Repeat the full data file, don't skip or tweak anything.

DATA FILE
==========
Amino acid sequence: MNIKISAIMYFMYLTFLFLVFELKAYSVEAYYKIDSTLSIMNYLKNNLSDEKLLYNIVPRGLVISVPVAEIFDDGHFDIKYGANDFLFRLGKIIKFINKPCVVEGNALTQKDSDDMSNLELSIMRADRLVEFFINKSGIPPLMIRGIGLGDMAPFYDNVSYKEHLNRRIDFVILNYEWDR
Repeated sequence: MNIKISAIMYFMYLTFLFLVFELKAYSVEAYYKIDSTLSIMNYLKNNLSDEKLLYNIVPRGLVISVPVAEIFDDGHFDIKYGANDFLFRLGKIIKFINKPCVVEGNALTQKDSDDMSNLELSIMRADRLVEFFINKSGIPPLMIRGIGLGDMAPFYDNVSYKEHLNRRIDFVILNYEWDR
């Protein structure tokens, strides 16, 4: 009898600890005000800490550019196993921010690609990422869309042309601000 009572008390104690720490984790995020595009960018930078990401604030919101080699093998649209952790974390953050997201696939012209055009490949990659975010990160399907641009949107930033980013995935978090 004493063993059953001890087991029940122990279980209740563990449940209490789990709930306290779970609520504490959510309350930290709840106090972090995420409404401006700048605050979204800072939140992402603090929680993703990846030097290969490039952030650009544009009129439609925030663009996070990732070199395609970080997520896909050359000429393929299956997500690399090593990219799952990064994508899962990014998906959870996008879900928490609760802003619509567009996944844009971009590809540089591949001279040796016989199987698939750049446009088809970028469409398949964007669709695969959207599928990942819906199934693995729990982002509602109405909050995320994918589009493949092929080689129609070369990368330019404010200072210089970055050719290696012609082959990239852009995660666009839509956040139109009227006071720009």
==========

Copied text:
Amino acid sequence: MNIKISAIMYFMYLTFLFLVFELKAYSVEAYYKIDSTLSIMNYLKNNLSDEKLLYNIVPRGLVISVPVAEIFDDGHFDIKYGANDFLFRLGKIIKFINKPCVVEGNALTQKDSDDMSNLELSIMRADRLVEFFINKSGIPPLMIRGIGLGDMAPFYDNVSYKEHLNRRIDFVILNYEWDR
Repeated sequence: MNIKISAIMYFMYLTFLFLVFELKAYSVEAYYKIDSTLSIMNYLKNNLSDEKLLYNIVPRGLVISVPVAEIFDDGHFDIKYGANDFLFRLGKIIKFINKPCVVEGNALTQKDSDDMSNLELSIMRADRLVEFFINKSGIPPLMIRGIGLGDMAPFYDNVSYKEHLNRRIDFVILNYEWDR
């Protein structure tokens, strides 16, 4: 009898600890005000800490550019196993921010690609990422869309042309601000 009572008390104690720490984790995020595009960018930078990401604030919101080699093998649209952790974390953050997201696939012209055009490949990659975010990160399907641009949107930033980013995935978090 004493063993059953001890087991029940122990279980209740563990449940209490789990709930306290779970609520504490959510309350930290709840106090972090995420409404401006700048605050979204800072939140992402603090929680993703990846030097290969490039952030650009544009009129439609925030663009996070990732070199395609970080997520896909050359000429393929299956997500690399090593990219799952990064994508899962990014998906959870996008879900928490609760802003619509567009996944844009971009590809540089591949001279040796016989199987698939750049446009088809970028469409398949964007669709695969959207599928990942819906199934693995729990982002509602109405909050995320994918589009493949092929080689129609070369990368330019404010200072210089970055050719290696012609082959990239852009995660666009839509956040139109009227006071720009």